“It’s a long, long process. To get the simplest permission for anything related to production, you have to go through levels of bureaucracy and tons of paperwork. That being said, it’s gratifying to see firsthand that this monument is so well maintained – and by people who respect it and love working for it.

(Panagiotis Maravelis)

The entire Acropolis is a Unesco World Heritage site, which ensures that strict procedures must be put in place to ensure the protection of all structures on site. Organizers must adhere to rules such as allowing the ball to “breathe” between songs / sets or controlling the size of equipment entering and leaving the venue. But much of the difficulties from an organizational standpoint – as Berang Emamian Dezfoli, who worked on British comedian John Cleese’s 2019 show, observes – comes before the event has even taken place.

“Although the unpredictability of the Athenian weather is a bit of a pain,” he laughs. “We went through this half an hour before the doors to the John Cleese show opened – it’s outdoors, so it’s especially vulnerable to precipitation. We had a bit of time to wait to see if the show could go on. ”

There are “too many precautions in place to list,” organizers say, although a few may seem unusual compared to a traditional venue. There are no drinks or refreshments allowed on site, limitations on what personal items the public can bring into the arena are in place, there is a list of acceptable metals that may be in the Acropolis and no high heels to ensure the stone is kept and left in good condition.

(Ricard Bosom Gineste)

For Cooper, an artist accustomed to the traditional acoustic setting of a club and their single-source sound systems – a decibel limit to protect the fragile ruins of the theater is an unusual concept: “We had to install these smaller speakers and we have them scattered around the central stage.

From its point of view on the southern slope of the Acropolis, it overlooks the entirety of Athens. “There is also the ‘wall’ of an audience,” Dezfoli recalls, the steep stone steps directed in such a way that each member of the audience has a clear and equal view of the proceedings. “It’s something to see whether you’re standing on stage and facing her or being a part of it. Combined with the energy of the historic surroundings, this makes it one of the most special places in the world. ‘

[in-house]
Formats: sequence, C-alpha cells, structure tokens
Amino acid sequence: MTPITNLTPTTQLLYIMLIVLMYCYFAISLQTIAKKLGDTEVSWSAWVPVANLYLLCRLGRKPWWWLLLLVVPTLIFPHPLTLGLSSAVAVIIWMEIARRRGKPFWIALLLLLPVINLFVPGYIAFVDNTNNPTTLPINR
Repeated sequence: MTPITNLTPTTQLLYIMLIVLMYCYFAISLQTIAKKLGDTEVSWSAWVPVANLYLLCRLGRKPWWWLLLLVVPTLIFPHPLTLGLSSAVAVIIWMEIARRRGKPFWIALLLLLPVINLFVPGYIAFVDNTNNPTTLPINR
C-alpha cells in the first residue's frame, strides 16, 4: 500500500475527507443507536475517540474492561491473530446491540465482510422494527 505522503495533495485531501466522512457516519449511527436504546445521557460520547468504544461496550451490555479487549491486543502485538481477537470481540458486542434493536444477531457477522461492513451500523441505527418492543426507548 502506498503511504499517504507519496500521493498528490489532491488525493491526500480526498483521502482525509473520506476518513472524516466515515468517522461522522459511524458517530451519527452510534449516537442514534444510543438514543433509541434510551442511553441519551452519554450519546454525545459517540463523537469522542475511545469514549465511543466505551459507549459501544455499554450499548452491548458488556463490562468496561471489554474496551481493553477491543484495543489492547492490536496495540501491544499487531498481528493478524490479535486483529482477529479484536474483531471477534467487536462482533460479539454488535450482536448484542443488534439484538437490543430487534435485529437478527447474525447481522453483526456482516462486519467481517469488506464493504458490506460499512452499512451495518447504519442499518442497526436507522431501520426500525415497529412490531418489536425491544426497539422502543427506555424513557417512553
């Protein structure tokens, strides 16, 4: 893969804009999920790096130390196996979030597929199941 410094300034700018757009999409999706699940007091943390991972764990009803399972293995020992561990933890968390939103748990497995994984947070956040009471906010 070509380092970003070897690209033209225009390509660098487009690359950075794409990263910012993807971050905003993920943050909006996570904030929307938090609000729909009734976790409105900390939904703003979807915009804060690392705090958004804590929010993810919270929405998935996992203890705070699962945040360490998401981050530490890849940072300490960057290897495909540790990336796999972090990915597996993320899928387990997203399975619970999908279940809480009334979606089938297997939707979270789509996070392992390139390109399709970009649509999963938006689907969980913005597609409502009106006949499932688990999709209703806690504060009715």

(vasiliki)

Cooper will perform the first ever electronic music show at the space, a multimedia offering that will include both music and visuals projected on the theater. He attributes his exploration of classical genres to the belief of the traditionalists of the Acropolis to let him play there: “I do a lot of ambient and post-classical work with pianists and elements that I suppose are more acceptable than a. classic point of view, so I’m sure that helped bring in the kick drum.

Cooper has a wealth of experience working with cultural monuments. Most recently in 2020 he took part in the AVA 2020 live broadcast from Belfast which saw him decorate the walls of Carlisle Church in the city center, likewise in 2017 collaborating with Zaha Hadid Architects to create a show on the grounds of Karlsruhe Palace in Germany

(AVA Festival / The Hype Factory)

“I work with many projectors to use each space itself as a canvas so that the architecture, beauty and history of the space is as much a part of the show as my music and visual collaborations. I plan to do an Acropolis show.

Tickets are still available for Max Cooper Live at the Acropolis on July 6, 2021 here